[Test]
public void DoesNotLoadEntityFromSysCache()
{
    Foo foo = new Foo();
    foo.Name = "Craig";


    using (ISession s = OpenSession())
    using (ITransaction tx = s.BeginTransaction())
    {
        s.Save(foo);
        tx.Commit();

    }

    using (ISession s = OpenSession())
    using( ITransaction tx = s.BeginTransaction())
    {
        Foo result = (Foo)s.CreateCriteria(typeof(Foo))
            .Add(Property.ForName("Name").Eq("Craig"))
            .SetCacheable(true)
            .UniqueResult();

        Assert.IsNotNull(result);
        tx.Commit();

    }

    using (ISession s = OpenSession())
    {
        using (IDbCommand command = s.Connection.CreateCommand())
        {
            command.CommandText = "DELETE FROM Foos";
            command.ExecuteNonQuery();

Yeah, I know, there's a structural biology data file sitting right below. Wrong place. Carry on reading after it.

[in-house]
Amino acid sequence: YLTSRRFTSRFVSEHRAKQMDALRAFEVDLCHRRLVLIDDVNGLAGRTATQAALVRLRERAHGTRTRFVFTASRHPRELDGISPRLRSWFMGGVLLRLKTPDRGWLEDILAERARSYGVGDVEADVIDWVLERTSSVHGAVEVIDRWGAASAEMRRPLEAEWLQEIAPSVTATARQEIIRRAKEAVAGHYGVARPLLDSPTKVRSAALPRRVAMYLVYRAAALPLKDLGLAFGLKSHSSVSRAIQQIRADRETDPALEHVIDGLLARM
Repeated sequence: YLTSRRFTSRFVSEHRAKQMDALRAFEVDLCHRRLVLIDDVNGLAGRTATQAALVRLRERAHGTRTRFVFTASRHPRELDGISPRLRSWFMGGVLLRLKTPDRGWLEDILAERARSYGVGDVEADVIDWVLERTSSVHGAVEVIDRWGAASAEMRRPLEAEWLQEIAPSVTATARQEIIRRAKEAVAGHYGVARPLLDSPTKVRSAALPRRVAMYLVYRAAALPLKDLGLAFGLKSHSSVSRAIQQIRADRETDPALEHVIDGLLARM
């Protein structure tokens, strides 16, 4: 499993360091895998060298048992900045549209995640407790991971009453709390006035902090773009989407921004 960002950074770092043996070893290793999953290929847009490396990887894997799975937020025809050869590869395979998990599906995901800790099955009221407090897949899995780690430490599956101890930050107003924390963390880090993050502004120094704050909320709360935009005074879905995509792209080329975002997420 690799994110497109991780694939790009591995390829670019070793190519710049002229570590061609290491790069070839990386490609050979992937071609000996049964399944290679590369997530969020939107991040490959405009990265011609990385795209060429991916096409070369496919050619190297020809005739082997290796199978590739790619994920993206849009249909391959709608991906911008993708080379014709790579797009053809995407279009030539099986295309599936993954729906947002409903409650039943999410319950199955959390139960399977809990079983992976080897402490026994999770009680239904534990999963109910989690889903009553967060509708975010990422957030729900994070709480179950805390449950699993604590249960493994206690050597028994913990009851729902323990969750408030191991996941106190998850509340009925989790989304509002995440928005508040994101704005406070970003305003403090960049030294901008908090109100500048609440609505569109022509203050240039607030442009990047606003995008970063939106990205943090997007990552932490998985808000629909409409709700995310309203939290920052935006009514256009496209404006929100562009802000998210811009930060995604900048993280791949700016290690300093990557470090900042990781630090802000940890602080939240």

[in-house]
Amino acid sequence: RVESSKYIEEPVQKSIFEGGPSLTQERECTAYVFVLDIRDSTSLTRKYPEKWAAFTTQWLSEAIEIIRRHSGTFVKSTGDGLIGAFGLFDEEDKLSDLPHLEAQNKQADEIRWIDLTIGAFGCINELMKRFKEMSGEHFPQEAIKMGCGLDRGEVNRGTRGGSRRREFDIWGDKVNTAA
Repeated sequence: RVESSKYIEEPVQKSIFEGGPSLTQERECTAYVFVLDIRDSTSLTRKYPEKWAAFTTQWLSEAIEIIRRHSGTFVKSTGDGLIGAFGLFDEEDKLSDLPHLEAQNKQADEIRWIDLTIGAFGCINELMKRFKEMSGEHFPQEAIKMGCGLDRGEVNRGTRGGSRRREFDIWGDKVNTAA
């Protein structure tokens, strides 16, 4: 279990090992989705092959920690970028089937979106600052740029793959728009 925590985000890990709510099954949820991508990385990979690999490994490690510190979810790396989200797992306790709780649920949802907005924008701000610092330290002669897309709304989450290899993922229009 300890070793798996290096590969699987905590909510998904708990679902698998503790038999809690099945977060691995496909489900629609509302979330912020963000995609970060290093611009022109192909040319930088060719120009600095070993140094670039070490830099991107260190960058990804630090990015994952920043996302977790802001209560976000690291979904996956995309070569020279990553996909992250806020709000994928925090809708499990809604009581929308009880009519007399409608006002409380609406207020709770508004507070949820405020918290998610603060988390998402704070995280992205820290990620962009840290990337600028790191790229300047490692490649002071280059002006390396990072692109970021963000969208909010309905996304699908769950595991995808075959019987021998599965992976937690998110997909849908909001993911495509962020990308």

}
    }

    using (ISession s = OpenSession())
    using (ITransaction tx = s.BeginTransaction())
    {
        Foo result = (Foo)s.CreateCriteria(typeof(Foo))
            .Add(Property.ForName("Name").Eq("Craig"))
            .SetCacheable(true)
            .UniqueResult();

        Assert.IsNotNull(result);

        tx.Commit();

    }

    using (ISession s = OpenSession())
    using (ITransaction tx = s.BeginTransaction())
    {
        s.Delete("from Foo");
        s.Flush();

        tx.Commit();

    }
}

On Mon, Sep 8, 2008 at 10:47 PM, Craig Neuwirt <cneuwirt@gmail.com> wrote:
Yeah, that's what I eluded to on my first post. 

Thanks for letting me know I am not completely crazy yet ;-)


On Mon, Sep 8, 2008 at 1:28 PM, Ayende Rahien <ayende@ayende.com> wrote:
I think there is still something funny going on, looks to be related to the time stamps that were going on there.



On Mon, Sep 8, 2008 at 9:20 PM, James Kovacs <jkovacs@post.harvard.edu> wrote: